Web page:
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Lagrangian equations - ring which is sliding along a wire

  1. Oct 28, 2017 #1
    1. The problem statement, all variables and given/known data
    Hello. I have this problem:
    I have a ring which is sliding along a wire in the shape of a spiral because of gravity.
    Spiral (helix) is given as the intersection of two surfaces: x = a*cos(kz), y = a*sin(kz). The gravity field has the z axis direction.
    I have to find motion equations and find the wire reaction as a function of time.

    2. Relevant equations

    I have to solve it with this equation:
    equation.png

    3. The attempt at a solution
    This is the first time, when I solve a example with Lagrangian equations, so I am not sure what to do.
    I created this equations:
    solution.jpg

    I know, it is not the end. I have to find λ, motion equations and the wire reaction. But firstly, please, tell me, if I am right or where is mistake and why. Then I will continue.

    Thank you very much.
     
  2. jcsd
  3. Oct 28, 2017 #2

    BvU

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    Hi,
    can you tell me what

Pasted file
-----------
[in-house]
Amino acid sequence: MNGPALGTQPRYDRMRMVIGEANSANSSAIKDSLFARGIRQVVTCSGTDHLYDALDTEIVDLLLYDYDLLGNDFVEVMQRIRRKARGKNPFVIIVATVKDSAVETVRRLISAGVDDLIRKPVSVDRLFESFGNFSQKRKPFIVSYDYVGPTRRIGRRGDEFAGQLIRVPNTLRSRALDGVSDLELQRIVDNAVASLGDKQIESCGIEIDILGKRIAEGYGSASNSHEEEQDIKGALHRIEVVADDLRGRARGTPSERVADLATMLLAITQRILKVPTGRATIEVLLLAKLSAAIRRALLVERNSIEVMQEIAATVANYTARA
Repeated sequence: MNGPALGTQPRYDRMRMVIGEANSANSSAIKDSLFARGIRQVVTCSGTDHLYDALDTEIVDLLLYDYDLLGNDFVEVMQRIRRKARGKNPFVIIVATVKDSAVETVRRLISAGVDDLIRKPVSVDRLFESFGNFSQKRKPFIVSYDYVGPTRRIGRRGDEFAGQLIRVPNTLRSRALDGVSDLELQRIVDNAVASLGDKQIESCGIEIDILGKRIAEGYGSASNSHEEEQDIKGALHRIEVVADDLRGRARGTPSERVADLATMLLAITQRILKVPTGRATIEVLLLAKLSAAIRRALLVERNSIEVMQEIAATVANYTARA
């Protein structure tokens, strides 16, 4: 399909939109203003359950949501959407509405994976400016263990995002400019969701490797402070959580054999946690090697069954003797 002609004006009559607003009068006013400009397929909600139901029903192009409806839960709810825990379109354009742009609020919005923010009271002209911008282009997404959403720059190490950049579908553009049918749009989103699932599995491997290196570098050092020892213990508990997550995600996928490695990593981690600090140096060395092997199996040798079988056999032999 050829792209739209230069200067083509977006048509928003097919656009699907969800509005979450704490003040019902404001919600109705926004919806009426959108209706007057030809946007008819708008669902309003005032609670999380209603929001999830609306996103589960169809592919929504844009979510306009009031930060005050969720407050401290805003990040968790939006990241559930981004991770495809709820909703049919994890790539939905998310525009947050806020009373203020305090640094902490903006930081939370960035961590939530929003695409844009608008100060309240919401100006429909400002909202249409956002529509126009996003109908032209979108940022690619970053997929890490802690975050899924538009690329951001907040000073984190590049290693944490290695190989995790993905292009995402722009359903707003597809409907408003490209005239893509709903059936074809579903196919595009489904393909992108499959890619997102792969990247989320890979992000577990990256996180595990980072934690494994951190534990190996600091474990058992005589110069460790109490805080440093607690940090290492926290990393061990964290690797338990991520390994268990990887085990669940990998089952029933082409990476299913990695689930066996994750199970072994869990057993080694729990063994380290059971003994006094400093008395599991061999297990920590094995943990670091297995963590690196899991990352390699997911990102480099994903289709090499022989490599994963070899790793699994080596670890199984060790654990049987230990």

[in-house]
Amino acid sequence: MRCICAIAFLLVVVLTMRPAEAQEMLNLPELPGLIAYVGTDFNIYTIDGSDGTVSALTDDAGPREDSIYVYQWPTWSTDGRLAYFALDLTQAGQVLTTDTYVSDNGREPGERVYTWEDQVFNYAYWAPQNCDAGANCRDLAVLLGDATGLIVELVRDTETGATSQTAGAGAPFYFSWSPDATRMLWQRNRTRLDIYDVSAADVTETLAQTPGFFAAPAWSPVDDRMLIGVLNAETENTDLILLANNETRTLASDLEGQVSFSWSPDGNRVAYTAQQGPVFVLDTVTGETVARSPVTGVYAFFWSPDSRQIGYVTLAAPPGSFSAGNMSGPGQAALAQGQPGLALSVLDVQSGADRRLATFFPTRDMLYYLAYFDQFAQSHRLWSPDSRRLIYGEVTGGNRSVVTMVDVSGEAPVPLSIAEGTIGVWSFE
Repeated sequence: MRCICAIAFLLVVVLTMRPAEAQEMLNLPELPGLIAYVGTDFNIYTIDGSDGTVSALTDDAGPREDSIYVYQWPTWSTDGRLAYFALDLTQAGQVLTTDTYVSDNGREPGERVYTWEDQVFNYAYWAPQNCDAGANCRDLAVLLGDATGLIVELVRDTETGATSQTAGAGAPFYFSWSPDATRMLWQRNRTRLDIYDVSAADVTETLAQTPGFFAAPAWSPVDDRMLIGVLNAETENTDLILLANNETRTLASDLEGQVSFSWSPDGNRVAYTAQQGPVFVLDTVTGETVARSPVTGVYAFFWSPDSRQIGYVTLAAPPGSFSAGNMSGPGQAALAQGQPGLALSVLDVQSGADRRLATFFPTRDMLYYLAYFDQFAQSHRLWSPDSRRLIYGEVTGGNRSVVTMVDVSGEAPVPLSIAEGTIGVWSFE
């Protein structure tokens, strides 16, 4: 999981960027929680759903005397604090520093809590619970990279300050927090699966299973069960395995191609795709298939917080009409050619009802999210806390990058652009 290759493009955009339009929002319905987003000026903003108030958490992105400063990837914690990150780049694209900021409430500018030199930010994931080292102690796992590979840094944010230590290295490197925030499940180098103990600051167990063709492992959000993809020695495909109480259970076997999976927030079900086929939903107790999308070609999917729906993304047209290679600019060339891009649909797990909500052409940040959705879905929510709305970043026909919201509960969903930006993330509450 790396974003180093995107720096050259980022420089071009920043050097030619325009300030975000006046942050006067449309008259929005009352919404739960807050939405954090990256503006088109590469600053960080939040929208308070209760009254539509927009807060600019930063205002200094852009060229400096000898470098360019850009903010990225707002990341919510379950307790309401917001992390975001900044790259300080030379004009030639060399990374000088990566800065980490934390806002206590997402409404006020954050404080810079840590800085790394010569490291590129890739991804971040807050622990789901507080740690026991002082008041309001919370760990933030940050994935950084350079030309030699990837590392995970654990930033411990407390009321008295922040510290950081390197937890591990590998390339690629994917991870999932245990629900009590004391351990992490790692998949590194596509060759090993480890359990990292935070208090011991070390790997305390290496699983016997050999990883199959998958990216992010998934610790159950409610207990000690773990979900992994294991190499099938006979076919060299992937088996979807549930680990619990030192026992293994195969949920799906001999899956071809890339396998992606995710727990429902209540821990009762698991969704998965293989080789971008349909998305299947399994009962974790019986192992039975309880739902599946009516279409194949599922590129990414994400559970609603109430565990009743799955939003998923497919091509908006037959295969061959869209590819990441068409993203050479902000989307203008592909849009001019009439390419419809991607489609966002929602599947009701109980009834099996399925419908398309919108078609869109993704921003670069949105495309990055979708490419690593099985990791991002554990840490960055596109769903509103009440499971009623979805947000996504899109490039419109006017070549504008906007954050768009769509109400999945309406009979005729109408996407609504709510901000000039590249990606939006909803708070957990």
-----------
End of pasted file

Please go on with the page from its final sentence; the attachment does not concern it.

your Lagrangian is ?
    your generalized coordinates are ?
    all variables and given/known data are, i.e. what your relevant equation symbols represent ?
    Then we can continue. :wink:
     
  4. Oct 28, 2017 #3
    Do I really need the Lagrangian? When I read the study text, there was Lagrangian only in Lagrange's equations of the second kind, not in Lagrange's equations of the first kind. And I wrote there Lagrange's equations of the first kind, because in my task was, that I have to use this.

    My study text is in different language, but the type of equations is same like this on 3rd page: https://www.physast.uga.edu/ag/uplo...8011 - HMWK 04 - Lagrange Eqs of 1st Kind.pdf

    Sorry, I am confused, it is new for me.
     
  5. Oct 29, 2017 #4

    BvU

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    Well, I'm grateful because I had to find out about these first kind Lagrange equations (look suspiciously like Newton's) . At least that revealed what ##\Phi## stands for: the constraint equations. And they are supposed to come in the form ##\Phi_\alpha = 0##. Can you make that explicit for me, so we can check your ##\partial\Phi_\alpha\over \partial x_j## ?

    Furthermore: I see only one ##\lambda##. How many constraints do you have ?

    Another tack (problem solving skills): approaching this from the other end: what kind of motion do you expect ? Do your intermediate equations fit that ?
     
    Last edited: Oct 29, 2017
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